White Puts the Brakes on Teen Driving
By Olivia Leigh in News on Jan 24, 2007 9:00PM
Over the past year, it seemed as though a story about a car crash involving teens was on the Tribune’s Web site nearly every week. Apparently Illinois Secretary of State Jesse White noticed it, too, and will propose legislation to enhance the state's Graduated Licensing Program, aimed at curbing teen accidents later this week.
Under White’s recommendations, a learner’s permit will no longer be the speedy ticket to a driver’s license, but would triple the amount of time a teen would be required to hold one. (We can already hear the groans of the 15 year olds out there.) The new regulations would also ban kids under 18 from driving after 10 p.m. on weekdays and 11 p.m. on weekends, with exemptions permitted for teens going to school-sponsored activities and work.
Teens would also be required to receive a still-paltry six hours of supervised street driving. However, this is significantly more than the ludicrous one hour and 40 minutes of street driving with an instructor that some public school teens receive, instead practicing on indoor simulations and parking lots. We had no idea so many kids were learning to drive with a program that sounds akin to an arcade game. Surely there’s no way that some orange cones and virtual drivers could prepare teens for the real-world craziness of some guy in a Camaro cutting you off at 70 mph or trying to avoid the erratic stop-and-go driving of a little old lady.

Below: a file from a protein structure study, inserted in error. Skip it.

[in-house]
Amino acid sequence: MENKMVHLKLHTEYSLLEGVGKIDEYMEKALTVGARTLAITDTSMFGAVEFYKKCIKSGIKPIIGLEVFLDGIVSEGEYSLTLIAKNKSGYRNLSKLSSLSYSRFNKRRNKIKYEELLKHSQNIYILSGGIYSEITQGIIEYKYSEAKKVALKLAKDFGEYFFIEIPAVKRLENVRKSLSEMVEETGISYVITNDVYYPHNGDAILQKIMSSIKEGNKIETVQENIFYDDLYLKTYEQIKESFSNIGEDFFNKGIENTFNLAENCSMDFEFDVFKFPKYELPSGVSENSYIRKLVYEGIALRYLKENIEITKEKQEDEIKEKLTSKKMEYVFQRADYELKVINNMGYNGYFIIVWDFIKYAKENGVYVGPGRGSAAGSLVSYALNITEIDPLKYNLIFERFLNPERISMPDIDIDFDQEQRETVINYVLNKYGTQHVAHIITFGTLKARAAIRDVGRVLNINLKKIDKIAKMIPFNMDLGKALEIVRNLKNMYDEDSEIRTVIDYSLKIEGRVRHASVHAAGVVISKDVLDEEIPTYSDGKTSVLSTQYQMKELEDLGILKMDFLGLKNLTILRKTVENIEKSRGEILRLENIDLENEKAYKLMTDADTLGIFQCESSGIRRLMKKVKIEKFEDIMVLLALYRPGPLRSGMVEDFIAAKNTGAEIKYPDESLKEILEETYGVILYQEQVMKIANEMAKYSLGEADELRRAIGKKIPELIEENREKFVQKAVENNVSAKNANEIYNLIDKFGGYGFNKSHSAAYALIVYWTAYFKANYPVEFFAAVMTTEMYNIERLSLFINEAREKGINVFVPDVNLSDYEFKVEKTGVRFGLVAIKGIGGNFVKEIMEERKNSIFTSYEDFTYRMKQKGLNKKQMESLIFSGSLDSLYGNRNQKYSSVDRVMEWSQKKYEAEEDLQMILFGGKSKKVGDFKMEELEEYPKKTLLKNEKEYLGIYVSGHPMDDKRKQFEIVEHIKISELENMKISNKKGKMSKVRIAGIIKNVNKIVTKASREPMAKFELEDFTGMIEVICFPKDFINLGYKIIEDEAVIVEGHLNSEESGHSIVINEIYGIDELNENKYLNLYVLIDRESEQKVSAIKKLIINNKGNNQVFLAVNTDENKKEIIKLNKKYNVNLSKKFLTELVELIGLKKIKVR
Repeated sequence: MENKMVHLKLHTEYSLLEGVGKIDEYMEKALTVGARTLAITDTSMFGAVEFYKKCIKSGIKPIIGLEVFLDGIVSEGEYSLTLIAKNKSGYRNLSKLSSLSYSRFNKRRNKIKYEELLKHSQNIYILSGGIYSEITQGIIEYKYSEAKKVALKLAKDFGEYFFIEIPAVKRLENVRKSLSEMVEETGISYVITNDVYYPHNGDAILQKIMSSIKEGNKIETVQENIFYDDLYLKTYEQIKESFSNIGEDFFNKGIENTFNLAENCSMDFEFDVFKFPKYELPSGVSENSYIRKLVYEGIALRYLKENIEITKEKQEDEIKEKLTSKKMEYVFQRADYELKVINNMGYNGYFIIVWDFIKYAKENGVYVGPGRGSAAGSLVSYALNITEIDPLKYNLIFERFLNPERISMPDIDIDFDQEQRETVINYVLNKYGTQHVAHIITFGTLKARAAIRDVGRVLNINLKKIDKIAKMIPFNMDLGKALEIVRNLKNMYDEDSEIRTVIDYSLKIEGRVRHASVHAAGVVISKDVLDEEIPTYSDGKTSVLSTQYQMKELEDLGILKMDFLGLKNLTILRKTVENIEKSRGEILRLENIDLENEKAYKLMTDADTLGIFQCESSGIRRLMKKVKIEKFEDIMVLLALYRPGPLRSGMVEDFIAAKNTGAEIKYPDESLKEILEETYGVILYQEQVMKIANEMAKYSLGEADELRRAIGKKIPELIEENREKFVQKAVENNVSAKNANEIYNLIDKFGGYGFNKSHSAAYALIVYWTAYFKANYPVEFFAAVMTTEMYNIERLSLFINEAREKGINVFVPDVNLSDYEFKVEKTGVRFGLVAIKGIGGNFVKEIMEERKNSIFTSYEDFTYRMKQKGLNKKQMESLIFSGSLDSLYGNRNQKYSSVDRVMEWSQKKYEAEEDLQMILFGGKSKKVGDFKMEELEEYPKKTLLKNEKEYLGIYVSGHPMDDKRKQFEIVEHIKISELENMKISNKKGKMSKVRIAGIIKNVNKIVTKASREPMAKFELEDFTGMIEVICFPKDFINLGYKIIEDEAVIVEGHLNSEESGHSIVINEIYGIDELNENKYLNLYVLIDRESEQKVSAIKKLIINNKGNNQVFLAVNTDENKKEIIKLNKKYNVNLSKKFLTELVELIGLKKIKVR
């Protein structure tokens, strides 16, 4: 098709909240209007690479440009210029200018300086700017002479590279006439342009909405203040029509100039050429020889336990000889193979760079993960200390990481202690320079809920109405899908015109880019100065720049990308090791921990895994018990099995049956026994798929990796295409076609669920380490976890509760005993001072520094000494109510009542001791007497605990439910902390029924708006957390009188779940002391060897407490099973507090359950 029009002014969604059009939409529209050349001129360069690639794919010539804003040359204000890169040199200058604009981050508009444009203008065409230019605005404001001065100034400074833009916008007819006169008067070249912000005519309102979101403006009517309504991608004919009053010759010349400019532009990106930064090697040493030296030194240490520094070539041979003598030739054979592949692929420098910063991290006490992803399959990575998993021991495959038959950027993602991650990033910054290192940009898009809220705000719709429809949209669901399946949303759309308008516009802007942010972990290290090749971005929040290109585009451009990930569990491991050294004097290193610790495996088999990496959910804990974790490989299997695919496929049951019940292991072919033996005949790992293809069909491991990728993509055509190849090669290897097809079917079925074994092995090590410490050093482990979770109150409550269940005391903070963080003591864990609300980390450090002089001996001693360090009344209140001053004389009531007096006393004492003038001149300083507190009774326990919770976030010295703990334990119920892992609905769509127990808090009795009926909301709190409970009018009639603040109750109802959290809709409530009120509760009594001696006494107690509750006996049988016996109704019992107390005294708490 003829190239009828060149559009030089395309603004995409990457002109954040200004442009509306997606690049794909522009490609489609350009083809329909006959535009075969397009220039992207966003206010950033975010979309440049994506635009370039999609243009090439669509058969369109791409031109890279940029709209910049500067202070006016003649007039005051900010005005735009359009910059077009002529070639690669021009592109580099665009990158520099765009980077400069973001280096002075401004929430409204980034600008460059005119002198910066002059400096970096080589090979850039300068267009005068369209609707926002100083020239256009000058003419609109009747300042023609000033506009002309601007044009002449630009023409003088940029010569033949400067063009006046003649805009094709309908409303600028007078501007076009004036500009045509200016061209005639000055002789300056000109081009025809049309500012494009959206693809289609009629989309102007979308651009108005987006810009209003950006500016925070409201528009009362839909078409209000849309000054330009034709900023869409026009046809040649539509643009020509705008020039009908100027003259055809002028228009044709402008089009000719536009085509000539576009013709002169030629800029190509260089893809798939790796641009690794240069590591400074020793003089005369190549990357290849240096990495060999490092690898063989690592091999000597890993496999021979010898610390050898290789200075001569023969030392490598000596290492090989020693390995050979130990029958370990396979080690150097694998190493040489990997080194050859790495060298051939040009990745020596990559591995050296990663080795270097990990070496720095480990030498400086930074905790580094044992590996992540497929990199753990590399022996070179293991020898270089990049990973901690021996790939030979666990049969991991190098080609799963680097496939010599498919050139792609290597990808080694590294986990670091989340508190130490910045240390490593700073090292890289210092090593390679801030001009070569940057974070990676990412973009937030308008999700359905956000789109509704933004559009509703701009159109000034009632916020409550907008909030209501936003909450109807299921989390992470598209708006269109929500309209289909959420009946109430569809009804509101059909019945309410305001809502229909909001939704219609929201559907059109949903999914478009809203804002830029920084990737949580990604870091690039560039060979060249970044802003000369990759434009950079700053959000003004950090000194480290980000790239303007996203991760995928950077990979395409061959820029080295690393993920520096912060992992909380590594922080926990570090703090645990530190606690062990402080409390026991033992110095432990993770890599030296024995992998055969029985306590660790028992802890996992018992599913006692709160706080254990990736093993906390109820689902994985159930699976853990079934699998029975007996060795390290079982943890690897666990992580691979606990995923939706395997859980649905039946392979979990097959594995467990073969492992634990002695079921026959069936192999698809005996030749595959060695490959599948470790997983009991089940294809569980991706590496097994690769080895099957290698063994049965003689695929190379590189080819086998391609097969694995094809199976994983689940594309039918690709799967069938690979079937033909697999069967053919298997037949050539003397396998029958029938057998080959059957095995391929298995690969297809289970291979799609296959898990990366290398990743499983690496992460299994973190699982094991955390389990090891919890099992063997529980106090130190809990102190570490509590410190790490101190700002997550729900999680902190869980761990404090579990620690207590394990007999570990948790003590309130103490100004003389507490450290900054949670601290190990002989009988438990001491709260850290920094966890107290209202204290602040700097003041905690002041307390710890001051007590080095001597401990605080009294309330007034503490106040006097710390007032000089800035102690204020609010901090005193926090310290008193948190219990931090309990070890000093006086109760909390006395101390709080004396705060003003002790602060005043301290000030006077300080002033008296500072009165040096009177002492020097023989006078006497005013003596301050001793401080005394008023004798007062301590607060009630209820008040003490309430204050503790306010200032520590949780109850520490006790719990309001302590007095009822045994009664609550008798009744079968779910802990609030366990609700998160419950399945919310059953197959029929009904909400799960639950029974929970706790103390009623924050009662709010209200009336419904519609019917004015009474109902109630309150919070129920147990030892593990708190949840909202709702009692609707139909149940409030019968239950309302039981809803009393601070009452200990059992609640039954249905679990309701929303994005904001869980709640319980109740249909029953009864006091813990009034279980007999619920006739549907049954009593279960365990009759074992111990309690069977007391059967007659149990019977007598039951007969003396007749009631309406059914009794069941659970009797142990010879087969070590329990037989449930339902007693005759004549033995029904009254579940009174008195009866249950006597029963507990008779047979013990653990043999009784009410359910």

A number of other laws were proposed, including raising the amount of time a driver can carry one unrelated teen passenger in the car to 12 months, with additional passengers facing ticketing themselves, and creating tough penalties for those involed in street racing (no 2 Fast 2 Furious for you!).
While we can imagine ourselves throwing a fit if we heard this type of news at 15, now that we’re older and wiser, we’re wholeheartedly in favor of the recommendations. We understand that having to possibly drive your child around or pick them up from parties can be a hassle for parents, and also understand the plight of the poor teenager who just might want to get a little bit of action with some hot babe past 11 p.m. But we’ve heard far too many stories of awful accidents, and we’ve seen with our own eyes the ridiculousness and “need for speed” that fresh-faced teen drivers can have.
So, deal with the changes, kiddos; pretty soon you'll be wishing you had someone to keep chauffeuring you around just like we do.
Photo fromBen McLeod.